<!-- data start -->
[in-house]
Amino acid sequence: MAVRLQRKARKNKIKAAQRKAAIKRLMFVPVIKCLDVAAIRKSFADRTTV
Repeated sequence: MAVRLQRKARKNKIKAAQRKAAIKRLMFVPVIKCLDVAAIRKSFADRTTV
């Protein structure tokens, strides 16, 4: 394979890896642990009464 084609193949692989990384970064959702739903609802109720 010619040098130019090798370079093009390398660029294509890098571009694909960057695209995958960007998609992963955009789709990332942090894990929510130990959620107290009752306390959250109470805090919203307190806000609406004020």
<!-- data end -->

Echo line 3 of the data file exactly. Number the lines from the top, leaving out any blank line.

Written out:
Repeated sequence: MAVRLQRKARKNKIKAAQRKAAIKRLMFVPVIKCLDVAAIRKSFADRTTV